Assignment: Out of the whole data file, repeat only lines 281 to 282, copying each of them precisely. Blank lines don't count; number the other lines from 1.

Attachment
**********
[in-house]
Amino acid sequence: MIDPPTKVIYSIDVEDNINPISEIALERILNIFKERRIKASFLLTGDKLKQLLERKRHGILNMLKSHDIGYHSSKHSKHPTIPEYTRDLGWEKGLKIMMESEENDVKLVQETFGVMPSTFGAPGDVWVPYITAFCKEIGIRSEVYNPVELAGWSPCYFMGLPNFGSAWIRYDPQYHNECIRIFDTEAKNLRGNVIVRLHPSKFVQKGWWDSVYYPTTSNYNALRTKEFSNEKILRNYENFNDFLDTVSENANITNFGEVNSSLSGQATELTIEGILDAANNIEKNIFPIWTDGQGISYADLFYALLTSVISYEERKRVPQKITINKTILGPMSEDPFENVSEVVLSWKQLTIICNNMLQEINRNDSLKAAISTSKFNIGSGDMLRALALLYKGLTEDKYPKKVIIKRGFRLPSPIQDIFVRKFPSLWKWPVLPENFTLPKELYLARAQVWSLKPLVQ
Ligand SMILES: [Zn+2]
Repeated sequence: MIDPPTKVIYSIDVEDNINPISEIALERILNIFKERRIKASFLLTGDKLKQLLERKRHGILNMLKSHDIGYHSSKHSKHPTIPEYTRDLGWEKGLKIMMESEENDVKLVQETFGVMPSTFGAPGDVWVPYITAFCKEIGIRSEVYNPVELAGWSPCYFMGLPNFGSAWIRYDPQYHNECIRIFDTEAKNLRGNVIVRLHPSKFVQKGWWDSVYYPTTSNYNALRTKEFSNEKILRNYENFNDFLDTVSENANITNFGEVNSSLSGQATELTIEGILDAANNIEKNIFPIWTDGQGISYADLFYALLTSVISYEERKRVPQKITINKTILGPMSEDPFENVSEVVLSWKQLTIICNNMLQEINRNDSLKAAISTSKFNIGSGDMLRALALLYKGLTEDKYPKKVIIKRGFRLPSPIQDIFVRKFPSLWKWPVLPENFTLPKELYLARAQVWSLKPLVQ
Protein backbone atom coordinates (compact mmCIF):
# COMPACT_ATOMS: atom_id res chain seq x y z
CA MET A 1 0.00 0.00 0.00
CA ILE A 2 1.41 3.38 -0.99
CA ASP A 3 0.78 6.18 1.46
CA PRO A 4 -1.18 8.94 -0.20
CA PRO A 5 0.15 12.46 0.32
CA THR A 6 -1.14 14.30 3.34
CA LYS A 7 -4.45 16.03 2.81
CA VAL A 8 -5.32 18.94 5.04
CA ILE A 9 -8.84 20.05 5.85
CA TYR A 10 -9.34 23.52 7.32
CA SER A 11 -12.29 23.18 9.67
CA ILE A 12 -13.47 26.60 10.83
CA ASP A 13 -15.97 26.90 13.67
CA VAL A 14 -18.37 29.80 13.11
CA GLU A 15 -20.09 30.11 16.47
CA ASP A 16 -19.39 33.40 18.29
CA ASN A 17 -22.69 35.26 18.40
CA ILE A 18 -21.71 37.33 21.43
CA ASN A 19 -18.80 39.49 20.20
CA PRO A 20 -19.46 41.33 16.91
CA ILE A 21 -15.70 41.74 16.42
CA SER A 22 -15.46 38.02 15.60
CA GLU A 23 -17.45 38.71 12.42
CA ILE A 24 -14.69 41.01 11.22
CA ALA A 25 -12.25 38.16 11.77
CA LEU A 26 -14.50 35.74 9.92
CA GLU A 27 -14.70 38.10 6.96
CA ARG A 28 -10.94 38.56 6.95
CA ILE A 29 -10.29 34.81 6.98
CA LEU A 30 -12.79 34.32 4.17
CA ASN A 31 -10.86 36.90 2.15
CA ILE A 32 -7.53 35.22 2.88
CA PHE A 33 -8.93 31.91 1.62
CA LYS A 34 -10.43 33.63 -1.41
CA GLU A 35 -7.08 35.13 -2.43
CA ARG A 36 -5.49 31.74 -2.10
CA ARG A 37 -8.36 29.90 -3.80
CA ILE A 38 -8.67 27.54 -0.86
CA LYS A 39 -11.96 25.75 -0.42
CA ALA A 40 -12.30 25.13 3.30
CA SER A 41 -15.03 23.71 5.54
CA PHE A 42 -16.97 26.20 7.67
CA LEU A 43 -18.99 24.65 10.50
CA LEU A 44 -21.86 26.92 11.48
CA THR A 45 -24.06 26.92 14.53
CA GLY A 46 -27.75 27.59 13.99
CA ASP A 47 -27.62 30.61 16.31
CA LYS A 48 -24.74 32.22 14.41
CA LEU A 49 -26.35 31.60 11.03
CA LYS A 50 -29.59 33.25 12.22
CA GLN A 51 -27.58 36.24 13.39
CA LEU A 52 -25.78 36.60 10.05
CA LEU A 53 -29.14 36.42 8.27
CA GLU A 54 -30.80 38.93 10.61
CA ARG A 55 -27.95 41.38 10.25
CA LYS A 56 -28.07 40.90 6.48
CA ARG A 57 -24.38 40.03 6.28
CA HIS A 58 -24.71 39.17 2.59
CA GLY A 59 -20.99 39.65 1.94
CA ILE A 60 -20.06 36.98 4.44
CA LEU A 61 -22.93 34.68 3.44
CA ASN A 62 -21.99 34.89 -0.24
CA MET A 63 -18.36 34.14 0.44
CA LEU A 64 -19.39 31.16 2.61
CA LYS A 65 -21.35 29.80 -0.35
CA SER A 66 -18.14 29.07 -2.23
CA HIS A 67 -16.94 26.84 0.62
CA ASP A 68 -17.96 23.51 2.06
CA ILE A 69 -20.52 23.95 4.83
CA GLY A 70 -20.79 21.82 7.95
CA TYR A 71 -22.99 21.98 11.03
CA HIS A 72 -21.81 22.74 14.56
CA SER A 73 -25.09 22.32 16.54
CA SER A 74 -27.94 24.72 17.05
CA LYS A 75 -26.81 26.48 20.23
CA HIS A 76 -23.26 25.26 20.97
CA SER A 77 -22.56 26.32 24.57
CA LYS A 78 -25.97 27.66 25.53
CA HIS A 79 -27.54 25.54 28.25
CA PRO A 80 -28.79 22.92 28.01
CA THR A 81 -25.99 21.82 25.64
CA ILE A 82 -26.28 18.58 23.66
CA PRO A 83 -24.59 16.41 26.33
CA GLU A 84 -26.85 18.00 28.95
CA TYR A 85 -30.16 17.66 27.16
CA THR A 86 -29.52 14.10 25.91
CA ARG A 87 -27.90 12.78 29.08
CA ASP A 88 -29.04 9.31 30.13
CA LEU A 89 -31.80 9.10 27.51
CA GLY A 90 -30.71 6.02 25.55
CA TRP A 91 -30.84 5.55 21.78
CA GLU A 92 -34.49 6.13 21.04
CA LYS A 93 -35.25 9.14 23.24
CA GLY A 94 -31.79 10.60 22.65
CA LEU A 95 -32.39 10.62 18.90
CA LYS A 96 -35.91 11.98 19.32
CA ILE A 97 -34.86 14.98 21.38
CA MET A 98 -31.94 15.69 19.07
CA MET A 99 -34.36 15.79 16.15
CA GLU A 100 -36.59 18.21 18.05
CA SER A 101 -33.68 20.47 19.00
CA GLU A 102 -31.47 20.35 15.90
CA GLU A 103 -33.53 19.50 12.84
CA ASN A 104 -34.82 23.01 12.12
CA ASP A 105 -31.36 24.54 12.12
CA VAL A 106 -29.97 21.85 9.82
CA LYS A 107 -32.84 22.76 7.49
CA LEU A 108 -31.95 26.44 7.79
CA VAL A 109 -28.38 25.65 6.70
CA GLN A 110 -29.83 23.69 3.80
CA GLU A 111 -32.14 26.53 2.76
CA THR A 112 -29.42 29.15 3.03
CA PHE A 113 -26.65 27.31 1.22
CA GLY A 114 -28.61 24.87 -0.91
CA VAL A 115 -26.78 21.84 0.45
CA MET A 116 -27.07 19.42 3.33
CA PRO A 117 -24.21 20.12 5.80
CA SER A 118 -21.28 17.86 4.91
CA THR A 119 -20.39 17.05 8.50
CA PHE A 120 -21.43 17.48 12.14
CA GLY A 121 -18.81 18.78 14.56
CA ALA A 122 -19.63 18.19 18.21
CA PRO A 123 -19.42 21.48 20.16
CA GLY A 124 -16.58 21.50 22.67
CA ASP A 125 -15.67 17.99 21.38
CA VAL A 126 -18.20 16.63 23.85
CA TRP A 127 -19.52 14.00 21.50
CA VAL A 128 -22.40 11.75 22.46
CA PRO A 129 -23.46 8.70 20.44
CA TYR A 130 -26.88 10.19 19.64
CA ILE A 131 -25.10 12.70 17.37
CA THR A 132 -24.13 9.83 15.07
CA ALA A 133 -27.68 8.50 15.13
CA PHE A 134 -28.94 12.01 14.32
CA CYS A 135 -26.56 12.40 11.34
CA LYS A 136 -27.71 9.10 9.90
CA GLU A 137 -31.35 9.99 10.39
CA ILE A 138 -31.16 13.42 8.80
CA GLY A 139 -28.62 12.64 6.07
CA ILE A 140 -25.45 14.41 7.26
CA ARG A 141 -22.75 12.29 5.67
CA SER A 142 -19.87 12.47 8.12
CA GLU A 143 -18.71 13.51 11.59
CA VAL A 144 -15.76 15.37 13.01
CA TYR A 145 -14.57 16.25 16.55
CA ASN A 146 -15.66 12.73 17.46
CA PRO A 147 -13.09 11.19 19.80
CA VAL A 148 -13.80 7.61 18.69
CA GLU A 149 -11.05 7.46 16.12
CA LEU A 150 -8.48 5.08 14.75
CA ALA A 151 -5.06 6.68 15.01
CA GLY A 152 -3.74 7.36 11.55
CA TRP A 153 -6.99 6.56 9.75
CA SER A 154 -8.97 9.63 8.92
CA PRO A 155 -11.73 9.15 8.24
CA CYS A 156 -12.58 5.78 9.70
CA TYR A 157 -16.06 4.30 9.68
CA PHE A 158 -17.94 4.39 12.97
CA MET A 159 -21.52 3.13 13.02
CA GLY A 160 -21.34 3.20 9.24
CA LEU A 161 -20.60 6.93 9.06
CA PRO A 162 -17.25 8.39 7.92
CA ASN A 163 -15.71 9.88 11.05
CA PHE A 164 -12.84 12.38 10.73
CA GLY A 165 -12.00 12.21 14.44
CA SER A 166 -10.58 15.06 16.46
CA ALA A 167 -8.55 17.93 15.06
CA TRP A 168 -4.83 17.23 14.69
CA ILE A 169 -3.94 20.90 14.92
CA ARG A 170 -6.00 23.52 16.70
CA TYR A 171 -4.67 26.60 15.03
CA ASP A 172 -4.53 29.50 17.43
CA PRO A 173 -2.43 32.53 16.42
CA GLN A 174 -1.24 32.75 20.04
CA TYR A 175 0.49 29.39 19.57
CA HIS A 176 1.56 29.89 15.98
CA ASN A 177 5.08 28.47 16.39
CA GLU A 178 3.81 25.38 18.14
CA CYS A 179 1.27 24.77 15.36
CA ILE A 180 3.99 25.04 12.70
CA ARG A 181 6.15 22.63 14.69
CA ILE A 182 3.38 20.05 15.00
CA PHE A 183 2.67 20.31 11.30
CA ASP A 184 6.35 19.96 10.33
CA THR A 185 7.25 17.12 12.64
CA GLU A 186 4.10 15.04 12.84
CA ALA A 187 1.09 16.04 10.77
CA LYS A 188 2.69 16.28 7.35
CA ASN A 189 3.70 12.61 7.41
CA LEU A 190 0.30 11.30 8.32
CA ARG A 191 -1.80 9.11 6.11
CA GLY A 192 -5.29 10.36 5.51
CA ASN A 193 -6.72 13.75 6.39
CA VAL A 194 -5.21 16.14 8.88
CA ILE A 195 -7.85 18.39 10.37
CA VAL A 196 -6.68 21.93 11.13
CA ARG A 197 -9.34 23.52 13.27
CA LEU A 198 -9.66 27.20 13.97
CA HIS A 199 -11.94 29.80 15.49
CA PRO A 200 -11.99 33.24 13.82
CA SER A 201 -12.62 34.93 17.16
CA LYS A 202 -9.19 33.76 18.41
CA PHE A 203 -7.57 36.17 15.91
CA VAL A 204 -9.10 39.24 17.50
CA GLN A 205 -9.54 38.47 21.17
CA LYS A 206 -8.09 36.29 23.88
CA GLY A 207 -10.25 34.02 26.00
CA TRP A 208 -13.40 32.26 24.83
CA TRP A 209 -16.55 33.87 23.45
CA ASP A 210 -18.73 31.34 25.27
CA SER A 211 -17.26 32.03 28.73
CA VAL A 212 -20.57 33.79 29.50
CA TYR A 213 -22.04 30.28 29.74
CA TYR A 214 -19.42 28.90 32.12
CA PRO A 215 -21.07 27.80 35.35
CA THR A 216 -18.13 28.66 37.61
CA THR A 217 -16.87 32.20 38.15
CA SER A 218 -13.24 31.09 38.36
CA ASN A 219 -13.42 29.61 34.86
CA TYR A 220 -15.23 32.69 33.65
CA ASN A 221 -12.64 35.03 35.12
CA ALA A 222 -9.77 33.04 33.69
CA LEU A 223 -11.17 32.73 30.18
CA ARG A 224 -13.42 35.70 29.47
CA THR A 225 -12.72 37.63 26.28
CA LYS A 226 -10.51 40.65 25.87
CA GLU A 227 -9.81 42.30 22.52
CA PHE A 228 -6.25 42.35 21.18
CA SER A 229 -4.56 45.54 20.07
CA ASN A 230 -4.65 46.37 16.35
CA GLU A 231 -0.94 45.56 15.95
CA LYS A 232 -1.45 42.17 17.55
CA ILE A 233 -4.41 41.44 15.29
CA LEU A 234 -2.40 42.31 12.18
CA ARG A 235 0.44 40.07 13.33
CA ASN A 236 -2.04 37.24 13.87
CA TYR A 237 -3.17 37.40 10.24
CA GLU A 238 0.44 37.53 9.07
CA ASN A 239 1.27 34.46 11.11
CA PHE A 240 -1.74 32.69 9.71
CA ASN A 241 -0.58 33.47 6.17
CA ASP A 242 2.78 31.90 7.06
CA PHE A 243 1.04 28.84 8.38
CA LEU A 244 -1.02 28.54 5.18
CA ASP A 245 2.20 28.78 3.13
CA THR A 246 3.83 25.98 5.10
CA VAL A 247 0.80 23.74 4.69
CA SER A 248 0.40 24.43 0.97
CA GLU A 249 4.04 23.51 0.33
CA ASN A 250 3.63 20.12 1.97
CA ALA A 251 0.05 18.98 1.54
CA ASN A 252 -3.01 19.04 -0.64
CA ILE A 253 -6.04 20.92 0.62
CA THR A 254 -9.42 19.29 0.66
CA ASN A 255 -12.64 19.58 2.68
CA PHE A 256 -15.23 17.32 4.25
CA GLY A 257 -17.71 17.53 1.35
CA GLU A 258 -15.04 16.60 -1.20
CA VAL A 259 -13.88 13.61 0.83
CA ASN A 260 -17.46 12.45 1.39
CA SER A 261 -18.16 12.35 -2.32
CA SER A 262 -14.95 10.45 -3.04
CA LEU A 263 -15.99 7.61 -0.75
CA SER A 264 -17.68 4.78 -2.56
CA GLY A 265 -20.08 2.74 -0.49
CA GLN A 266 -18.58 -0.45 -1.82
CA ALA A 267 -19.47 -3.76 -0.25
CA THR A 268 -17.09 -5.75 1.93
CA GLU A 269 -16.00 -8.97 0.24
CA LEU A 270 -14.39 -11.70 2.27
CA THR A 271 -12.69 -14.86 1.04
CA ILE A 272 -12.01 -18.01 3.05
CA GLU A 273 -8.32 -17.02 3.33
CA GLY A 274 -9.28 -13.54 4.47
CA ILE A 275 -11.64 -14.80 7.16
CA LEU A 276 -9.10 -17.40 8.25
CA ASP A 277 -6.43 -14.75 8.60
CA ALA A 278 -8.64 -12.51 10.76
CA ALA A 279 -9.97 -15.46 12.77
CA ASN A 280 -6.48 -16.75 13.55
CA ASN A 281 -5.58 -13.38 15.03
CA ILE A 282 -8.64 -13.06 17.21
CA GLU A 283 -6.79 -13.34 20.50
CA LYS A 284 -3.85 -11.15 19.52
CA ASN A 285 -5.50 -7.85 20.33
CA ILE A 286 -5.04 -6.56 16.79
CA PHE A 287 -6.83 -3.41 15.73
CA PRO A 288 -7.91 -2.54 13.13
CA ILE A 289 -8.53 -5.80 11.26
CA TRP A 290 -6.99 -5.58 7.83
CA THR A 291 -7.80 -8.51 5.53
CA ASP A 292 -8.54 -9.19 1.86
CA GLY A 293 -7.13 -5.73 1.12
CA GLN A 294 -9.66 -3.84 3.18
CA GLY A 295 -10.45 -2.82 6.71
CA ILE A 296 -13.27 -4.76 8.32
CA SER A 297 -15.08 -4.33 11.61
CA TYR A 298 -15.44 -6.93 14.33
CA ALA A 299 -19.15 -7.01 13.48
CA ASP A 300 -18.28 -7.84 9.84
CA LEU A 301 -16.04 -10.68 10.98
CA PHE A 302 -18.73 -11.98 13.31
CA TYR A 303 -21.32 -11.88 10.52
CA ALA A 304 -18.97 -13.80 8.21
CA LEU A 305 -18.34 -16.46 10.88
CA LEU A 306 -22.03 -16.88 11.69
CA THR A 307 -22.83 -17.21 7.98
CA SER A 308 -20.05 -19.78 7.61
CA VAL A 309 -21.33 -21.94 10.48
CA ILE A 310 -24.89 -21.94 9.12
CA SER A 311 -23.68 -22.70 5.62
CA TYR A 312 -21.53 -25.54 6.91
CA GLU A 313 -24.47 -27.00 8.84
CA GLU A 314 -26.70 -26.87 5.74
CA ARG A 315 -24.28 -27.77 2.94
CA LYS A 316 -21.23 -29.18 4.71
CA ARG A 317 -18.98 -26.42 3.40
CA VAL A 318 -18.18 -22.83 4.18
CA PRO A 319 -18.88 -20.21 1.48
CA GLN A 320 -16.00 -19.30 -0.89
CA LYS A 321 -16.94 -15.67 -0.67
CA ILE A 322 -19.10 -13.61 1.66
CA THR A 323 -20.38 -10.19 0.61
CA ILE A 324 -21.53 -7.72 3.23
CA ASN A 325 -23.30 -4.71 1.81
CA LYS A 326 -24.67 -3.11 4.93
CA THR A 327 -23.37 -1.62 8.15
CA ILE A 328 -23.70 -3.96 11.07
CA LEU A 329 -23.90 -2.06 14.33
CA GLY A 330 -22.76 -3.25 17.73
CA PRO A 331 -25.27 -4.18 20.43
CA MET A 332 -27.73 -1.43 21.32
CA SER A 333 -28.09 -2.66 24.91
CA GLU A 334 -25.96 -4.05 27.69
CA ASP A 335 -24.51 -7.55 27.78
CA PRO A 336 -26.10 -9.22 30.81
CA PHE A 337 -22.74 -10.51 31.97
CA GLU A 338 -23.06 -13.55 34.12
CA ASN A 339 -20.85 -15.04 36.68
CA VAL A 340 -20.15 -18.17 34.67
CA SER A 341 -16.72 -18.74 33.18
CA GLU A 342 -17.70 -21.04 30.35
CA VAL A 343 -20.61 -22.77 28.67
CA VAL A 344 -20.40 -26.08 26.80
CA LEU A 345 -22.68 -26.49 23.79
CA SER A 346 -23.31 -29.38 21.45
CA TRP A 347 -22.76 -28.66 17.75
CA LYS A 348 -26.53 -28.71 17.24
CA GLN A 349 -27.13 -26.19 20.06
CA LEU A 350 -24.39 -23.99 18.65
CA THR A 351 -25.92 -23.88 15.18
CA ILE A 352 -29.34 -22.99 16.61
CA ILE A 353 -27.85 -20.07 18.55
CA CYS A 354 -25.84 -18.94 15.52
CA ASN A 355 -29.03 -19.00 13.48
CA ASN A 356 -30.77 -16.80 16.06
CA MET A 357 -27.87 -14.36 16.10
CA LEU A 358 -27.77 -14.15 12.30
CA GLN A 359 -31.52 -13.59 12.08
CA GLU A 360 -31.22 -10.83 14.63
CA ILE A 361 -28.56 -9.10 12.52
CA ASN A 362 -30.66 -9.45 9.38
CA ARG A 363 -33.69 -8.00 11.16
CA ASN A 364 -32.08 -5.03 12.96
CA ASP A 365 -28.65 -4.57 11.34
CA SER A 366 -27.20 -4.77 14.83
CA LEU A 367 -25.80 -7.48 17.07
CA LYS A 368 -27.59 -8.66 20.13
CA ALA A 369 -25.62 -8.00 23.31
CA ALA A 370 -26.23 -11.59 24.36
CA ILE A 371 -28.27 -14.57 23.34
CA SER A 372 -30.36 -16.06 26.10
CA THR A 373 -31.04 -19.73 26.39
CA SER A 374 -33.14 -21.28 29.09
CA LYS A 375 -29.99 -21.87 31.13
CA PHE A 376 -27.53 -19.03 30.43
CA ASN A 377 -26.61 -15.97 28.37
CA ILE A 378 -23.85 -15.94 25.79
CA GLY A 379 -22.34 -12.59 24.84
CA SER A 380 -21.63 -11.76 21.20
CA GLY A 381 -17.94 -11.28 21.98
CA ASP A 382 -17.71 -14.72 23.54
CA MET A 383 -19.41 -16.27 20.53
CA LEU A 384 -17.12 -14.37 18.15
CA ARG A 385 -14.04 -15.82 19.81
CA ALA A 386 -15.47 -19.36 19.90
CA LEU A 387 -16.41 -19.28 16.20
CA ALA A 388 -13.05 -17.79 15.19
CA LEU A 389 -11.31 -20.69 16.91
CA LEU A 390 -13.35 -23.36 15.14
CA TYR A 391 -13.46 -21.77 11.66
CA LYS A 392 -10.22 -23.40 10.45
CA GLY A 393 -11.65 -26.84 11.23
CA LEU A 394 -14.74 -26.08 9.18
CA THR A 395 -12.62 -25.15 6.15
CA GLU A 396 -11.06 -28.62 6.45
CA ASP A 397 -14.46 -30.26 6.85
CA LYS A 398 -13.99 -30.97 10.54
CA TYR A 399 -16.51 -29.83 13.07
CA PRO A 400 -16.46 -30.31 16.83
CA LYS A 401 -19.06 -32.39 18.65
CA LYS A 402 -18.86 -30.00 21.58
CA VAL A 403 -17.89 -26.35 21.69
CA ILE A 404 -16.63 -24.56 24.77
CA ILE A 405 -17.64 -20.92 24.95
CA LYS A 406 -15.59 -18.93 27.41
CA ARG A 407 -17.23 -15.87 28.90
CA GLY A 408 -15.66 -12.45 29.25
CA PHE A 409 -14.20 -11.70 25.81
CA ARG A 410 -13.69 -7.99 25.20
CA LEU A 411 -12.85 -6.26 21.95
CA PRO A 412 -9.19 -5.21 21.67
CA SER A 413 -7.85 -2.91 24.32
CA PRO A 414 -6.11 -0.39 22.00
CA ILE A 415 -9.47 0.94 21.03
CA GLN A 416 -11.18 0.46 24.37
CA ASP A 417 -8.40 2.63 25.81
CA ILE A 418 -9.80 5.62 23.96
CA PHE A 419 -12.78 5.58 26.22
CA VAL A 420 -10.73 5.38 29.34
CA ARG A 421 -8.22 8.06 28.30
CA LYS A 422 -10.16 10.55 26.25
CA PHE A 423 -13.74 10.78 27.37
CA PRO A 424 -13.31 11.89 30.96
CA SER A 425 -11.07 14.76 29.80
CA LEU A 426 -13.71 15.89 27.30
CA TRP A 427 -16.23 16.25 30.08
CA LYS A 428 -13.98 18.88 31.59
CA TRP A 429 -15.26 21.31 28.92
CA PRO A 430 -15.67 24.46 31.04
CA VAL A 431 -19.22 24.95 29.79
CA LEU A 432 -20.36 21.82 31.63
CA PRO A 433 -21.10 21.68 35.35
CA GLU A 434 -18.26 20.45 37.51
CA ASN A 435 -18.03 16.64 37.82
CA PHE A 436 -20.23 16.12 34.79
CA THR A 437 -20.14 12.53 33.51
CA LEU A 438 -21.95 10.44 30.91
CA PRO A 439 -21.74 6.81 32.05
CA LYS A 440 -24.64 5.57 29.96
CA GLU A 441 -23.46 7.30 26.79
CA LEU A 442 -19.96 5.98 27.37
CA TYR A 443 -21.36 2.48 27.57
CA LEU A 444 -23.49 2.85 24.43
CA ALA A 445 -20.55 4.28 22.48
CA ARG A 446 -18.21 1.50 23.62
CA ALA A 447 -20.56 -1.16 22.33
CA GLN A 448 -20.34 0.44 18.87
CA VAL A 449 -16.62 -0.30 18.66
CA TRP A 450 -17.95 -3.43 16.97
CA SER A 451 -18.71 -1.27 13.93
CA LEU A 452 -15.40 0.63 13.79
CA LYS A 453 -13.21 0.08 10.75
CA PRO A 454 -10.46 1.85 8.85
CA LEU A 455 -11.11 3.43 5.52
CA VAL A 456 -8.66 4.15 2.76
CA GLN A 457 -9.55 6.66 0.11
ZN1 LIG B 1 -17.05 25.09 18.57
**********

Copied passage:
CA ILE A 275 -11.64 -14.80 7.16
CA LEU A 276 -9.10 -17.40 8.25